The story begins in Bloomfield Hills, Missouri, in the late 1930s. It’s a long tale of love and success, a story to be read when you’re sitting comfortably. On an Eames Lounge Chair, for instance: and partly because this is the story of its birth. You’d probably recognise its shape from a thousand others: there’s never been anything quite like it.
Ray and Charles Eames are the protagonists of the story and the parents of this very special chair, but that’s not all they did: their work revolutionised the approach, the shapes and the language of design, changing American homes and everyday life forever.
This was precisely the goal the Eameses set themselves at the start of every new project: their designs should benefit the lives of as many people as possible, improving quality of life one home at a time. This was certainly not a mission that could be completed in a few years: what had begun as an adventure rapidly became a lifetime of collaboration.
He was an unqualified architect from Missouri, she was a Californian painter with abstract influences; they met at Cranbrook Academy of Art and married soon afterwards in 1941, after Charles decided to leave his wife and daughter to be with Ray.
They became partners in life, but above all in work: it was their mutual understanding and fascination for each other’s work that led them to join forces and set up the Eames studio, where they could experiment every day with shapes and colours.
Here, everything was touched and transformed: architecture, furniture, photography, exhibition stands - apparently nothing was outside their scope. Their atelier was ostensibly a jumble of creations and projects: one day a photographic set, the next a film location, the following day it was back to being an office or an archive.
Their creative process might last for several years, or just a few weeks, but the results were always milestones - for Charles and Ray, for the future of design and for America as a whole. The studio became their life, and their life happened in the studio.
The story of the Eames studio, however, began much earlier, and it was all due to a failure. Charles and Eero Saarinen had decided to enter the MoMA’s Organic Design in Home Furnishings competition, with a plywood chair.
The Organic Armchair is exactly the opposite of the styles common at that time: it is not rigid or rigorous, but shell-shaped, designed to accommodate a person’s shape as comfortably as possible. There: “designed” as opposed to “made” is the key in this project: the chair was so far ahead of its time that it was impossible to manufacture; in spite of this, it was awarded first prize in the competition.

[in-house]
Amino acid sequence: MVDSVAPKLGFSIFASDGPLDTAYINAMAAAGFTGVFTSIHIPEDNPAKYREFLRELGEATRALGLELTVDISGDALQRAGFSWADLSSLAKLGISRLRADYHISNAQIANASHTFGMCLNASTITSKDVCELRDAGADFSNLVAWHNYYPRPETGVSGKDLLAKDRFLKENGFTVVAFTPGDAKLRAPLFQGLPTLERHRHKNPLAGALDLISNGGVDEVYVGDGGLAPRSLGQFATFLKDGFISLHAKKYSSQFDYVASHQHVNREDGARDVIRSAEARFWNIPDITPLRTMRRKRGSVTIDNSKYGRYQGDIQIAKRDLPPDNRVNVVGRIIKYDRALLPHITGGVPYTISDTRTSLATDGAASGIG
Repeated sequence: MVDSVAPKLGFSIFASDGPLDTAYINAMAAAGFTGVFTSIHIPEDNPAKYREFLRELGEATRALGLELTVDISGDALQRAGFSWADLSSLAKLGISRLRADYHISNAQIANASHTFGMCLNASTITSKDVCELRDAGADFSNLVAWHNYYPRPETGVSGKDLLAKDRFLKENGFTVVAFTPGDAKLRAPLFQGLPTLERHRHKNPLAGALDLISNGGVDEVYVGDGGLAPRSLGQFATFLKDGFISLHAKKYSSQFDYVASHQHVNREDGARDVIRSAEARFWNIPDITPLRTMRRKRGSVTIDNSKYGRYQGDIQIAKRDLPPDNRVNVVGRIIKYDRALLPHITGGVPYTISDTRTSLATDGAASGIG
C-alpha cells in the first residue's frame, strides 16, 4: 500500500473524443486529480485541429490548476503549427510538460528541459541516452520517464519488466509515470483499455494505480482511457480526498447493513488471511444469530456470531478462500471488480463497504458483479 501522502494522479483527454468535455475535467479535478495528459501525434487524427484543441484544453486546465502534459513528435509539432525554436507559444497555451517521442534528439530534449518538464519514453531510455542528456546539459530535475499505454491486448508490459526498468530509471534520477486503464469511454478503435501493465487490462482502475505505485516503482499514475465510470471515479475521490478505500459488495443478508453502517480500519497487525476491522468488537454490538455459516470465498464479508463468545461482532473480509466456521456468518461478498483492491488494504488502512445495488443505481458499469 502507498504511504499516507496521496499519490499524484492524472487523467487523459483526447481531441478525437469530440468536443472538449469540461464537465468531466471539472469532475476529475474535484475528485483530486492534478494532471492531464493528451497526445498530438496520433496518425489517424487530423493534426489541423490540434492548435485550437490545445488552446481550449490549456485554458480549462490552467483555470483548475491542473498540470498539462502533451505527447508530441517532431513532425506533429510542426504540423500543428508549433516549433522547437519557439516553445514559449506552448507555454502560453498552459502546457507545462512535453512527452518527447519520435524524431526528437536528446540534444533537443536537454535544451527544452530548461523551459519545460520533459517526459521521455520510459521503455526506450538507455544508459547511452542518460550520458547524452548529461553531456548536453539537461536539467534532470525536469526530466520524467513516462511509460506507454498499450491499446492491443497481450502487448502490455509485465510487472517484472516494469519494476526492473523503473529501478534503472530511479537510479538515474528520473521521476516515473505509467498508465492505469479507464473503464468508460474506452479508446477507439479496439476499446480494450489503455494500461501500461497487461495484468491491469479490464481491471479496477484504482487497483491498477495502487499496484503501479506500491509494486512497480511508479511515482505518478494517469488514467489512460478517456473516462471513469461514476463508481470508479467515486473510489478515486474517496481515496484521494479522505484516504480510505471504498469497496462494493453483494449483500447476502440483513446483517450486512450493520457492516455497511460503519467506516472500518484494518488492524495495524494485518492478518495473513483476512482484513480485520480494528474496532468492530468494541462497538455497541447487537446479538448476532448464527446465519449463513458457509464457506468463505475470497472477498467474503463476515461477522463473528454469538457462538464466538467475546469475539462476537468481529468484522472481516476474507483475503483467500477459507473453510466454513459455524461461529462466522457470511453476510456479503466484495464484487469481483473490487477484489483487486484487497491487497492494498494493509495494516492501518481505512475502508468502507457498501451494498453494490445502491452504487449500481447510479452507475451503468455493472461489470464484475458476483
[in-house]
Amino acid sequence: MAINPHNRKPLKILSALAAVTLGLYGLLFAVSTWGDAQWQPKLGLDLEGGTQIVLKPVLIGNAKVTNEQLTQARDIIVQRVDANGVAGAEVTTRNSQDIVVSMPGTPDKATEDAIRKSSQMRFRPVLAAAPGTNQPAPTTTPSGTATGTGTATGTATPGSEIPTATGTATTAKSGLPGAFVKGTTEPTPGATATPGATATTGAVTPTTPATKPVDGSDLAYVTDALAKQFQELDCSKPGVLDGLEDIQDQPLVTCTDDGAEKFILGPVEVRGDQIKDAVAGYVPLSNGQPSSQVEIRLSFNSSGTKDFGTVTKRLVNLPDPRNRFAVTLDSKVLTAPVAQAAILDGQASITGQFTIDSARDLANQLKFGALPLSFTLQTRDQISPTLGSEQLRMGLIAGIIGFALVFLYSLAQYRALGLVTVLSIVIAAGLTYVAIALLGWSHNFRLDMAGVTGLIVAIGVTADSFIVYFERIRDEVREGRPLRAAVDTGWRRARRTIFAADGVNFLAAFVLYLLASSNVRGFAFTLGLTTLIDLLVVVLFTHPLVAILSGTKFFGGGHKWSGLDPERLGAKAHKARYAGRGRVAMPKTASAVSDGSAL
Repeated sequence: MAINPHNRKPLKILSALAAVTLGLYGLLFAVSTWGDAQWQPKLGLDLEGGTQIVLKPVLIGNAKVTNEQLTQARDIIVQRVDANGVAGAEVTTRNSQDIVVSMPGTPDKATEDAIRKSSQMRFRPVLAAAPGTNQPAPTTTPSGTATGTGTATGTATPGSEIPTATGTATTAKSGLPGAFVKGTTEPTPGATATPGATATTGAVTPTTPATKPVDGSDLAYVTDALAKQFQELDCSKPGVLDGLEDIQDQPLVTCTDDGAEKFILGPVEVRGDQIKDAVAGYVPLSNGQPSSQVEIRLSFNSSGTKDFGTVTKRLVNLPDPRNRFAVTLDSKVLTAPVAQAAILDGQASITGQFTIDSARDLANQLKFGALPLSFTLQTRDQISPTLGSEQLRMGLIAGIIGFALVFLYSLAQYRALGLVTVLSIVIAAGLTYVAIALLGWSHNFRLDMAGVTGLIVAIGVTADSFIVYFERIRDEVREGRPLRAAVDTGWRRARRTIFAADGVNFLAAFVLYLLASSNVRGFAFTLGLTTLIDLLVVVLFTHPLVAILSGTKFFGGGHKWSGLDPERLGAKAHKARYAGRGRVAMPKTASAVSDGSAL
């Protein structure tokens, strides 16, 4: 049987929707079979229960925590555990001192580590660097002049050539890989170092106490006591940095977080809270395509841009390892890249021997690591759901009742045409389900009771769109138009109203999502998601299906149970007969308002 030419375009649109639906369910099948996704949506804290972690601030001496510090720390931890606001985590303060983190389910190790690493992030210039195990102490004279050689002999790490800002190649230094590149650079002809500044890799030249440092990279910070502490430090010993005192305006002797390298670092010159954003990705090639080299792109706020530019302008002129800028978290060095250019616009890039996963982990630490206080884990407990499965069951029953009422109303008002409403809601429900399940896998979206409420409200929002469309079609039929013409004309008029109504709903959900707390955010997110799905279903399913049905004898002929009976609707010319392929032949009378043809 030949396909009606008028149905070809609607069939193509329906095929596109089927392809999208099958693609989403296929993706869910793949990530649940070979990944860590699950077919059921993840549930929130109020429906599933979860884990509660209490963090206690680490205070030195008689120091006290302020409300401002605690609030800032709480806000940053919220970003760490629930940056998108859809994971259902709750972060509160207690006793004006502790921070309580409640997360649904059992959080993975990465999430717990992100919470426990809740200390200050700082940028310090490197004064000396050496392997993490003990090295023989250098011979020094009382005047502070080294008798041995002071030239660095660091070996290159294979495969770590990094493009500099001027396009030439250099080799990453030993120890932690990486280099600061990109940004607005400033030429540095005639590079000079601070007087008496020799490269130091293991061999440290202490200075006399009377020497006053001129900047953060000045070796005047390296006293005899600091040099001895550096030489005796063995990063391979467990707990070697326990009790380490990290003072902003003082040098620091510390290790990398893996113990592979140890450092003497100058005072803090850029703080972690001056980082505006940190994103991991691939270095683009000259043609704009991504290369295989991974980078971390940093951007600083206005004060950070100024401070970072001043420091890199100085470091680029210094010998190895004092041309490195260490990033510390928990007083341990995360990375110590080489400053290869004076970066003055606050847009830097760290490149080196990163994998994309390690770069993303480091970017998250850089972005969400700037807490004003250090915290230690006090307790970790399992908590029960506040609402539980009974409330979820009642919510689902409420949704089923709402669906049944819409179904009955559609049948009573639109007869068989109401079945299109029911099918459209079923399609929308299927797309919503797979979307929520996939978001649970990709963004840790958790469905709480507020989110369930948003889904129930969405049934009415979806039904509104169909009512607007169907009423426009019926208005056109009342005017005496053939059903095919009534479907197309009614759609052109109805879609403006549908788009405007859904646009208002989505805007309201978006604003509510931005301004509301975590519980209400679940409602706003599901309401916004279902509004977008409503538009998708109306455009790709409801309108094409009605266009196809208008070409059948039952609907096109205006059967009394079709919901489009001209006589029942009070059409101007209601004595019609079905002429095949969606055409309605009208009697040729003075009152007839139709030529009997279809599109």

Deciding that the impossibility of manufacturing it was merely a temporary hurdle, Charles and Ray made the chair their first collaborative project in their Los Angeles workshop. Thanks to their research into new forms of stretcher for the US army, the Eameses realised they needed to overturn and rethink the creative process. They would not design the chair first, as Charles and Eero had done, but rather they would study the real-life situation with the support of a sample of real people, in order to find the best solution to the public’s various needs.
In 1946 the chair was finally ready, and its like had never been seen before. It was a new product for a new society - exactly what the United States felt itself to be after the Second World War. The Eames Molded Plywood Chair was unveiled at the MoMA - and then the real problems began. The design was attributed solely to Charles, ignoring not only Ray, but also the twenty or so young designers who worked at the Eames studio.
The design of the revolutionary chair had originated and been conducted as a collaborative project, the work of an entire studio. There was no doubt that Charles was a charismatic figure, capable of leading a group of people into ventures and projects that were almost visionary; and yet, if the end result was always functional and functioning, it was clearly thanks to their assistance and commitment.
Charles depended on Ray in particular for the aesthetics of all his designs. Not just her taste and her approach to colour, but also for the more sensitive and less impetuous vision she brought to the group work. At the conclusion of the documentary about life in the US commissioned from the Eames studio, which was to be presented to the USSR as a message of friendship, Charles wanted to include shots of missiles taking flight (not a great idea), but Ray came into the studio one morning saying resolutely: “Forget-me-nots. We’ll put forget-me-nots in it”. Packed audiences of emotional viewers showed that her inspiration had been correct
In the studio, everyone helped with everything, and this made it increasingly difficult to establish the paternity of one particular idea or contribution - partly because Charles didn’t insist on their being acknowledged. Moreover, as time passed he focused more on making films and became a consultant for large companies such as IBM and Polaroid, who were drawn to the Eames studio by Charles’ reputation.
Increasingly interested in mathematics, Charles led projects personally, continually isolating Ray, who could no longer add her aesthetic input. His extramarital affairs became more frequent too, and he no longer bothered to hide them, to Ray’s anguish and the bewilderment of their assistants, who were torn between Charles’ attractiveness and his contradictions.
After Charles’ death in 1978, Ray tried to keep the studio going, demonstrating a tenacity until then overshadowed by her husband’s personality, and began to be seen as a reference point in women’s design. But with the exception of a few completed projects, nothing really came out of the Eames studio, and it closed after Ray’s death, the same day as Charles’ but ten years later.
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